Franchise of the decade: I was tempted to go with the Yankees, who won 2 World Series’ and lost another, but finally decided to go with the Red Sox. They won 2 World Series’, completed an improbable comeback in 2004, and in general took a franchise that hadn’t won in 80 years and picked up multiple rings.

Player of the decade: Albert Pujols easy. No steroid taint (at least not yet, PLEASE GOD), great numbers, a ring, and one of the greatest home runs I ever saw (sorry, Brad Lidge). An honorable mention here to Joe Mauer who may end up the greatest hitting catcher ever. We’ll have to watch that closely.

Pitcher of the decade: Mariano Rivera. What he did in the late 90’s he’s continued to do for this decade. His team didn’t win as often, but as a rule that wasn’t his fault. An honorable mention here also is in order. This time to Curt Schilling. Better pitchers in the decade, but his influence on the winning Red Sox should be noted (and he had a heck of a 2001 World Series).

World Series of the decade: Speaking of the 2001 World Series, it gets my vote as the best of the decade. Several great games including the three in New York and a memorable game 7. One of the few times Rivera failed.

Playoff series of the decade: 2004 American League championship. Down 3 games to none, the Red Sox roar back to win the series 4 games to three. That had never happened before. What a great series and what a great showcase for David Ortiz.

Cinderella of the decade: 2008 Tampa Bay Rays. Came out of absolutely no where to get to the World Series. Would have been a better story if they’d won, but still a nice tale for the grandchildren years from now.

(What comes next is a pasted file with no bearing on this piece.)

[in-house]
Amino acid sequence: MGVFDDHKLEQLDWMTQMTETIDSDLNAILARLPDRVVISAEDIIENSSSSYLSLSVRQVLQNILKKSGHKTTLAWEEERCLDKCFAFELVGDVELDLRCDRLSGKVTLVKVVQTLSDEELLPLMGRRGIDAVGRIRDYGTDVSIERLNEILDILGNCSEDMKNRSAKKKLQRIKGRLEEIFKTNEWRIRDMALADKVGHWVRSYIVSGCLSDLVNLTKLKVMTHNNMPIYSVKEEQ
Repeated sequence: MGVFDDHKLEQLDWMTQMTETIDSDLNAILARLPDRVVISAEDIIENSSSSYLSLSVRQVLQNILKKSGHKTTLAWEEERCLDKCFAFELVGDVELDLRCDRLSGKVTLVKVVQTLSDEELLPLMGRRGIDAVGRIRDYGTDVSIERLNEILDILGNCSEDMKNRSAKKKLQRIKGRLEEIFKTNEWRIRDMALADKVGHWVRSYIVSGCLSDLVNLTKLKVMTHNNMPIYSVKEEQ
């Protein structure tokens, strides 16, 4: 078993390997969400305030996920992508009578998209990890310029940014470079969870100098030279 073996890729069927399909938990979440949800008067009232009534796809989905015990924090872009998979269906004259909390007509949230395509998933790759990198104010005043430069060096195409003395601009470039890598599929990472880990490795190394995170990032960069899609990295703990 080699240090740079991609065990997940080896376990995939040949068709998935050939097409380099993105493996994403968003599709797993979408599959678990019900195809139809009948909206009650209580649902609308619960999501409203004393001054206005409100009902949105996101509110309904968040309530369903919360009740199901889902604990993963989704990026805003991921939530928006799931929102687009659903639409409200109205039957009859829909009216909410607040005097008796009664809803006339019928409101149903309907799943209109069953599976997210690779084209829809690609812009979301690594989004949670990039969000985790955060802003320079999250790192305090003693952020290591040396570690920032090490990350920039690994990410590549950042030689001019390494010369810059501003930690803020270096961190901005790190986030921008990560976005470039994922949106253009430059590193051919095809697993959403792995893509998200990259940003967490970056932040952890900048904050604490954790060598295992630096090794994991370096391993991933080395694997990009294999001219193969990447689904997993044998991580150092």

Bonehead of the decade: The tied All Star game. YUCK!!! Then they compound it by making an exhibition game determine home field for the World Series. Incredible.

Footnote player of the decade: Wasn’t sure what to call this, but it’s basically a hymn to those players you love to watch, but know aren’t really going to be anything but a footnote in baseball history. For me it’s David Eckstein. Love the guy’s intensity, his grit, his resolve. His winning the MVP for the 2006 World Series was an all-decade highlight for me.

Hall of Fame vote of the decade: Putting in a whole boatload of Negro League players at once. Great of baseball to finally recognize the depth of quality play in the Negro Leagues beyond just the most famous names and to finally recognize the executives that made the Negro Leagues work. It also gave the Hall of Fame its first female member in Effa Manley.

Manager of the decade: Terry Francona who wins 2 World Series’.